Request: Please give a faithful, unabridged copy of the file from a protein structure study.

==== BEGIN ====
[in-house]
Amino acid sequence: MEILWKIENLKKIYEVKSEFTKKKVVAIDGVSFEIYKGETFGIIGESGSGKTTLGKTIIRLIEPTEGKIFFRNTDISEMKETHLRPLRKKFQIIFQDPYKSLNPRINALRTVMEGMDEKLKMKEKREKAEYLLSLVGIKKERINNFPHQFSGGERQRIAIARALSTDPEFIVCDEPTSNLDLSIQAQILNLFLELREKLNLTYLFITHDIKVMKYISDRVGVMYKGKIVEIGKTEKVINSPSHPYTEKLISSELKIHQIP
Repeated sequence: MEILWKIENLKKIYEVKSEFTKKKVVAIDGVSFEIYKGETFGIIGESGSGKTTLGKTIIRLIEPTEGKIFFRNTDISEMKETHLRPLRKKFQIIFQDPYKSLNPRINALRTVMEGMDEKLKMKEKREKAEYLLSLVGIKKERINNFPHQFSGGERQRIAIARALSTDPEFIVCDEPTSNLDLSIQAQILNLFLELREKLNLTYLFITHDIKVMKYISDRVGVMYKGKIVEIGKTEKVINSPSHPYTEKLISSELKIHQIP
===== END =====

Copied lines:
[in-house]
Amino acid sequence: MEILWKIENLKKIYEVKSEFTKKKVVAIDGVSFEIYKGETFGIIGESGSGKTTLGKTIIRLIEPTEGKIFFRNTDISEMKETHLRPLRKKFQIIFQDPYKSLNPRINALRTVMEGMDEKLKMKEKREKAEYLLSLVGIKKERINNFPHQFSGGERQRIAIARALSTDPEFIVCDEPTSNLDLSIQAQILNLFLELREKLNLTYLFITHDIKVMKYISDRVGVMYKGKIVEIGKTEKVINSPSHPYTEKLISSELKIHQIP
Repeated sequence: MEILWKIENLKKIYEVKSEFTKKKVVAIDGVSFEIYKGETFGIIGESGSGKTTLGKTIIRLIEPTEGKIFFRNTDISEMKETHLRPLRKKFQIIFQDPYKSLNPRINALRTVMEGMDEKLKMKEKREKAEYLLSLVGIKKERINNFPHQFSGGERQRIAIARALSTDPEFIVCDEPTSNLDLSIQAQILNLFLELREKLNLTYLFITHDIKVMKYISDRVGVMYKGKIVEIGKTEKVINSPSHPYTEKLISSELKIHQIP